[G]uys have only a few square inches to scrape off every day, if they bother to scrape at all.
Movember — the non-profit effort to get guys to let their mustaches grow to raise money for prostate cancer research — got some of the blame for softness in razor sales when [Procter & Gamble] reported financial results [Friday]. In an earnings briefing with reporters, P&G Chief Financial Officer Jon Moeller blamed the razor market’s “contraction in developed regions” cited in P&G’s press release in part on “reduced incidence of facial shaving, and that was exacerbated by the quarter we were just in because of the prostate-cancer related movement in North America not to shave facial hair in the month of November.”
That “reduced incidence” seems to apply to all twelve months, in fact:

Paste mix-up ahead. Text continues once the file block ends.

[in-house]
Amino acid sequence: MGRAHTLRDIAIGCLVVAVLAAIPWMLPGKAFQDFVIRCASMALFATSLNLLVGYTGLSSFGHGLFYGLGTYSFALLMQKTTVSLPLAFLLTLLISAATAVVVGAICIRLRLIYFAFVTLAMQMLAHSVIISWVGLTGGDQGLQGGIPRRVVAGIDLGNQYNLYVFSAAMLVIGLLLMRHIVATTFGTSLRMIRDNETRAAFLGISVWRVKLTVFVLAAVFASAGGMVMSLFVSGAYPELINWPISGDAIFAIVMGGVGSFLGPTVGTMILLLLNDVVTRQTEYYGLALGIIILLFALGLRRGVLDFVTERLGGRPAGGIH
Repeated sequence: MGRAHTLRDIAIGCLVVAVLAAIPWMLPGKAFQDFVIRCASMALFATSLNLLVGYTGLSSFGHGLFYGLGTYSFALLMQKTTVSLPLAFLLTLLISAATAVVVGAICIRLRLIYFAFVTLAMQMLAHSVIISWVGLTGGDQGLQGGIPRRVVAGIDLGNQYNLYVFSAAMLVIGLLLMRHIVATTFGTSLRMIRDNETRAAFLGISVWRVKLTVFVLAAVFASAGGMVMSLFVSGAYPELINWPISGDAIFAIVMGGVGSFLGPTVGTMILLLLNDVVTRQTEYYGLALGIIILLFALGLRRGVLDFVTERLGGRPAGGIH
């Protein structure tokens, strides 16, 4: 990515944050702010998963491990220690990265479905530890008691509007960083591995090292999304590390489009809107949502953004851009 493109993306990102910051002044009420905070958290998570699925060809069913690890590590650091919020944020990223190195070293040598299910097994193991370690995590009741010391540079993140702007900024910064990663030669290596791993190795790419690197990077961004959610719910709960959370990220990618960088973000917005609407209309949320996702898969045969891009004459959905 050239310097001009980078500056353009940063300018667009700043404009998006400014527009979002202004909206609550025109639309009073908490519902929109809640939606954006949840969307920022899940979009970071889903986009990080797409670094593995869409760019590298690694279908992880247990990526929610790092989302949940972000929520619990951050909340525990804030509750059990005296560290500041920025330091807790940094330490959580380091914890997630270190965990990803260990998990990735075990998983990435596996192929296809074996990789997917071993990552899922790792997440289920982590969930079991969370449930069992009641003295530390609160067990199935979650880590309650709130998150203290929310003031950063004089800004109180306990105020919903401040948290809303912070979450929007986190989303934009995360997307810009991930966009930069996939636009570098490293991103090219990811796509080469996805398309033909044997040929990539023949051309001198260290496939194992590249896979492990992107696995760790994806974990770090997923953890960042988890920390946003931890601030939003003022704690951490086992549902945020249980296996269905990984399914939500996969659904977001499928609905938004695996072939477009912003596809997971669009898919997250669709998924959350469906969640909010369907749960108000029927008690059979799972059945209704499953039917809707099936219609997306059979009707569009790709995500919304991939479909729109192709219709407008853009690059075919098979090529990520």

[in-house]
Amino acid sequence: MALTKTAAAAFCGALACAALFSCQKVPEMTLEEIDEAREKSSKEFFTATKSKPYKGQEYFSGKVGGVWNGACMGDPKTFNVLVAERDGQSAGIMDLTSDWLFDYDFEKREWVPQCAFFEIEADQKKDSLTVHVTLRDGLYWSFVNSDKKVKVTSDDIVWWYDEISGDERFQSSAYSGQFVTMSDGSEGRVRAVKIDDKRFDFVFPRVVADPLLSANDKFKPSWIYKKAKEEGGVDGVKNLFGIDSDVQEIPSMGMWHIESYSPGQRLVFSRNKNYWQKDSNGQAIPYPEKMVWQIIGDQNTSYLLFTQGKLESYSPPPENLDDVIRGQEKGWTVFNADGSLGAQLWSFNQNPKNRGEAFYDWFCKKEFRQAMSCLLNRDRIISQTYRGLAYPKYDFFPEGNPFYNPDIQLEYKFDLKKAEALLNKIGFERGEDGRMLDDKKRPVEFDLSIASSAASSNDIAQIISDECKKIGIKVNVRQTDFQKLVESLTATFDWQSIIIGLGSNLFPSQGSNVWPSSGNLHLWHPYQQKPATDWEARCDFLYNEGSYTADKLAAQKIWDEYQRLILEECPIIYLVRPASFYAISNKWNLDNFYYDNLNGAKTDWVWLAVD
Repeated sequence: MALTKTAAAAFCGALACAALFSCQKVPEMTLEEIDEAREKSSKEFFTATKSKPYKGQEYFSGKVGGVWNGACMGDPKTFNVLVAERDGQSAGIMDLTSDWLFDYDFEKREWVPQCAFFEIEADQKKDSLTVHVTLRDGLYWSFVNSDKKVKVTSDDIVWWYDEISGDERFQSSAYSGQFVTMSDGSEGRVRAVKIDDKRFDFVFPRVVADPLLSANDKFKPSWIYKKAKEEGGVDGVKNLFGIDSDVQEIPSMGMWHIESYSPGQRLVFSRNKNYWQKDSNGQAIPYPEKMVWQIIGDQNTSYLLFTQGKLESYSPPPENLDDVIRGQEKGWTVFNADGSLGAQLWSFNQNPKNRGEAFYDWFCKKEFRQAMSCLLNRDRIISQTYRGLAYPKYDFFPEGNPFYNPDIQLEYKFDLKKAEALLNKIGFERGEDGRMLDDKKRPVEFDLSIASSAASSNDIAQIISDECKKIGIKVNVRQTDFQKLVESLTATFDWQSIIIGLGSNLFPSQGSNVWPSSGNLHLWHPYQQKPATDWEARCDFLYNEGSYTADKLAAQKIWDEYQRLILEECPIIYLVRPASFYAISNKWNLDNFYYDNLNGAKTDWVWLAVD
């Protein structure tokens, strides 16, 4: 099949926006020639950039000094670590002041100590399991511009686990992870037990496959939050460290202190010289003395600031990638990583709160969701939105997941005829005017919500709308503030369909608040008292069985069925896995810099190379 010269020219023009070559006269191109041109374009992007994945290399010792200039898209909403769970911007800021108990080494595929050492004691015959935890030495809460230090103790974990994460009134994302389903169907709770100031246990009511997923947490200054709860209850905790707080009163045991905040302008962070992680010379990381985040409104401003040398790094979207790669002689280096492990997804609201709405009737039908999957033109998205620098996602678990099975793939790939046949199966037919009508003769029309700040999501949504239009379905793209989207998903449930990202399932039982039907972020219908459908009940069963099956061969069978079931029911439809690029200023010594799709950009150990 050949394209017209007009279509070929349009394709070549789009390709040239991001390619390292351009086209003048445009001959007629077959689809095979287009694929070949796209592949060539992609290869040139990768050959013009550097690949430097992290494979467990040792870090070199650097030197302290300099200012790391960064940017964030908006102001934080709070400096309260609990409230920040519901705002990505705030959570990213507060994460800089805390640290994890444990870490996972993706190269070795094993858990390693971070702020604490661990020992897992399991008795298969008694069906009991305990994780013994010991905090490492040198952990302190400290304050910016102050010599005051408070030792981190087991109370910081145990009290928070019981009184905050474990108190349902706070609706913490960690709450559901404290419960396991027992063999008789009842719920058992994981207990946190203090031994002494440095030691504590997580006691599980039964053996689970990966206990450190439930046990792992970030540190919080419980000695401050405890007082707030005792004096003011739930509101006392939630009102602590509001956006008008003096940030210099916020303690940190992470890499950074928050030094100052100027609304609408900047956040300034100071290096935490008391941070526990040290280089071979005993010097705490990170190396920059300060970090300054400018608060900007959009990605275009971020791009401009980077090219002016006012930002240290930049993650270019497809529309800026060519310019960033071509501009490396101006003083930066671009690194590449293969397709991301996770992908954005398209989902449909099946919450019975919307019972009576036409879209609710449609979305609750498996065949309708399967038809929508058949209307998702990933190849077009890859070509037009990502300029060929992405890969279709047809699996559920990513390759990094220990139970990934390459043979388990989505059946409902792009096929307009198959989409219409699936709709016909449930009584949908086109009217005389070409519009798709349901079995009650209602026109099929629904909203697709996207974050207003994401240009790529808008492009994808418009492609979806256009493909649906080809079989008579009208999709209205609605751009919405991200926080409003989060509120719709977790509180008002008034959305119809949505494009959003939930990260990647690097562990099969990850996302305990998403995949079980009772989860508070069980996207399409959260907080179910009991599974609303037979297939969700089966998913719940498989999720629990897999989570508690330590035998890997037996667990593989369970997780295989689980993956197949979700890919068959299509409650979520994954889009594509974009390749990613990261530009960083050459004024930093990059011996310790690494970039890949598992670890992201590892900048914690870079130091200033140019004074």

Consumer Edge Research analyst Javier Escalante said in an email that Movember “possibly contributed,” but that long-term decline in shaving frequency is the real issue. A Consumer Edge report Jan. 22 found average shaving frequency declined from 5.3 to 4.6 times weekly in the U.S. between 2000 to 2013, particularly in the 18-to-24 age group, where it fell from 4.5 to 3.4.
To contribute a lone data point of my own: 5.9.
(Via this Virginia Postrel tweet.)